selectp : Prism String a -> (Result String a -> msg) -> a -> List (Attribute msg) -> List ( String, a ) -> Html msg
selectp prism msger selected_ attrs labelValues =
    let
        resultFromString : String -> Result String a
        resultFromString x =
            case prism.getOption x of
                Just y ->
                    Ok y

                _ ->
                    toString x
                      |> (++) "Failed to get a valid option from "
                      |> Err

        change : Decoder msg
        change =
            Decode.map (resultFromString >> msger) targetValue

        opt : ( String, a ) -> Html msg
        opt ( labl, val ) =
            option
                [ selected <| selected_ == val
                , value <| prism.reverseGet val
                ]
                [ text labl ]
    in
        select (on "change" change :: attrs) <|
            List.map opt labelValues

Prism String a -> (Result String a -> msg) -> a -> List (Attribute msg) -> List ( String, a ) -> Html msg is a pretty intimidating type signature, but it gives us all the levels of abstraction we need. Breaking down the signature one at a time…

  1. Prism from a String to our thing, a
  2. A function from the attempt to get—Result String a, where a is our thing—to a msg for the onChange
  3. The selected value
  4. List of Html.Attributes for the <select> so you can have custom classes, etc.
  5. List tuples of ( String, a ) where the String is the label for the option and the a is our thing.
  6. …Returning some Html.

As far as the code, the onChange is returning us a Result like Http.send so you’re gonna wanna use a message that can handle the Result. Unfortunately, I can’t trust that you’ll implement the getOption part correctly, so it makes absolute sense to return an Err on failure. You can choose to drop it in your update funciton with the message, or you can hold onto it to display an error.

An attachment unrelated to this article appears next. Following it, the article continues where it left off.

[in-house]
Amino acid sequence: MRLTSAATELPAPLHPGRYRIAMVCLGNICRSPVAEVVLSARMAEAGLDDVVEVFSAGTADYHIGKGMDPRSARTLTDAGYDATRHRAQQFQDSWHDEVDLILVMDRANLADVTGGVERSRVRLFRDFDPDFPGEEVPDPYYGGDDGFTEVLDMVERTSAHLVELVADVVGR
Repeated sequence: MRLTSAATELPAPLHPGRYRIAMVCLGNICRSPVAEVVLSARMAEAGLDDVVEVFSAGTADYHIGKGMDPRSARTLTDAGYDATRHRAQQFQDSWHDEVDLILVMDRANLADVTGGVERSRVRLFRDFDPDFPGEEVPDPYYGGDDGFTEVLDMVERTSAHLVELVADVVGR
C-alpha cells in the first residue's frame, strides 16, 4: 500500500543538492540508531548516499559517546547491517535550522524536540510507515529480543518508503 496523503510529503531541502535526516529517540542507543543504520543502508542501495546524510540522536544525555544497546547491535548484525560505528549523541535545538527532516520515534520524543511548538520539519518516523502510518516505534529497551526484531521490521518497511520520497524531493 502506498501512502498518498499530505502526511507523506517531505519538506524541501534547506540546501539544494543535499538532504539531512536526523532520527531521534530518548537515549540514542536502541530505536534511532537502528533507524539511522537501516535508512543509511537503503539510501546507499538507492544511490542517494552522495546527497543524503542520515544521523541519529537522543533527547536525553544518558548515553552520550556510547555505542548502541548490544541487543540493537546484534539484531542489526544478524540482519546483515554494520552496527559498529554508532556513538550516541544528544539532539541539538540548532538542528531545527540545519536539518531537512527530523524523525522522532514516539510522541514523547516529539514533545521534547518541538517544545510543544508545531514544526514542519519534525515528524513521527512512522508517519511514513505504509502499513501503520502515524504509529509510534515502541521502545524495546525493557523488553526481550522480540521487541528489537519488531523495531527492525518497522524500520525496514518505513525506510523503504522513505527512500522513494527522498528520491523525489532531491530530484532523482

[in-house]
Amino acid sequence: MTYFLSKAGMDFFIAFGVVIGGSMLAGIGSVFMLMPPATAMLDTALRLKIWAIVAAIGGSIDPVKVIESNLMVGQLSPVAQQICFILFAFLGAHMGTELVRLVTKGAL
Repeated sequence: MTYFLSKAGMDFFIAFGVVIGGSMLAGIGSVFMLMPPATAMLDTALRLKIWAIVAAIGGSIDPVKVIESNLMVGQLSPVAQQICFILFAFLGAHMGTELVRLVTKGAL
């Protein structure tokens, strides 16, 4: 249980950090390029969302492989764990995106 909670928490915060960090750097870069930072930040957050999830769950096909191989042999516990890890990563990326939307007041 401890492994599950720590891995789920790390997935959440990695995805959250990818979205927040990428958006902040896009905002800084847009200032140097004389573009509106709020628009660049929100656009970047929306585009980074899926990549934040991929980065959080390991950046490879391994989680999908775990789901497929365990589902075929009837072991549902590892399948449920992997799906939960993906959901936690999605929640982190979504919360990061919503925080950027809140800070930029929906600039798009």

How Does It Look In My View

import Html exposing (..)


colorOptions : List ( String, Color )
colorOptions =
    [ ( "❤️  Red", Red )
    , ( "💙 Blue", Blue )
    , ( "💚 Green", Green )
    ]


type alias Model =
    { selectedColor : Color }


type Msg
    = ChangeColor (Result String Color)


view : Model -> Html Msg
view { selectedColor } =
    -- Right Here ↓
    selectp colorp ChangeColor selectedColor [] colorOptions

Demo Time!

Includes bonus <select multiple>. Source here.

Takeaway

The Elm meme right now is all about data modeling. Because of that, Prisms hold a good place since ADTs are not comparable (which is why dictionaries return Maybes). They can also help use in other sticky situtations like updating a model that contains an ADT. Since Prisms are optical, they can compose as well. If your ADT contains a record like { foo = True }, we can turn that Prism into an Optional and then compose with a Lens. Check it:

import Monocle.Lens exposing (Lens)
import Monocle.Optional as Optional exposing (Optional)
import Monocle.Prism exposing (Prism)


type alias Foo =
    { foo : Bool }


type Bar
    = Bar Foo


fool : Lens Foo Bool
fool =
    Lens .foo <| \f x -> { x | foo = f }


barp : Prism Bar Foo
barp =
    Prism (\(Bar b) -> Just b) Bar


barFooo : Optional Bar Bool
barFooo =
    Optional.composeLens (Optional.fromPrism barp) fool


x : Bar
x =
    Bar { foo = True }

-- Using

barFooo.getOption x
--=> Just True

barFooo.set False x
--=> Bar { foo = False }